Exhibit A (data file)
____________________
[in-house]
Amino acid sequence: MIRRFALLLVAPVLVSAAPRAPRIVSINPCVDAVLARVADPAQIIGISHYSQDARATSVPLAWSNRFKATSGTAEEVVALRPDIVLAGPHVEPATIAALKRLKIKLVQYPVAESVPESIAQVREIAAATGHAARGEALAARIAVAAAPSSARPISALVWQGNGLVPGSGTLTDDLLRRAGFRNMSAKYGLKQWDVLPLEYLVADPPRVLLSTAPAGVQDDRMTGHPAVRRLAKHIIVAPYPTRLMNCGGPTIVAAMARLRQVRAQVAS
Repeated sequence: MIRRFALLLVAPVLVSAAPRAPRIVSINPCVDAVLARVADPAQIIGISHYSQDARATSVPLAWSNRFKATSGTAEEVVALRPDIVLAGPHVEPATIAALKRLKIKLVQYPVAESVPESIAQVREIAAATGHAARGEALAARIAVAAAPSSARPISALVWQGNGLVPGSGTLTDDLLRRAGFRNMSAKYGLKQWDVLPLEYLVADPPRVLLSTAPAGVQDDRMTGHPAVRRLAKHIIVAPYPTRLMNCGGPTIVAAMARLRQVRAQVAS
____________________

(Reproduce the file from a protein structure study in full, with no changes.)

[in-house]
Amino acid sequence: MIRRFALLLVAPVLVSAAPRAPRIVSINPCVDAVLARVADPAQIIGISHYSQDARATSVPLAWSNRFKATSGTAEEVVALRPDIVLAGPHVEPATIAALKRLKIKLVQYPVAESVPESIAQVREIAAATGHAARGEALAARIAVAAAPSSARPISALVWQGNGLVPGSGTLTDDLLRRAGFRNMSAKYGLKQWDVLPLEYLVADPPRVLLSTAPAGVQDDRMTGHPAVRRLAKHIIVAPYPTRLMNCGGPTIVAAMARLRQVRAQVAS
Repeated sequence: MIRRFALLLVAPVLVSAAPRAPRIVSINPCVDAVLARVADPAQIIGISHYSQDARATSVPLAWSNRFKATSGTAEEVVALRPDIVLAGPHVEPATIAALKRLKIKLVQYPVAESVPESIAQVREIAAATGHAARGEALAARIAVAAAPSSARPISALVWQGNGLVPGSGTLTDDLLRRAGFRNMSAKYGLKQWDVLPLEYLVADPPRVLLSTAPAGVQDDRMTGHPAVRRLAKHIIVAPYPTRLMNCGGPTIVAAMARLRQVRAQVAS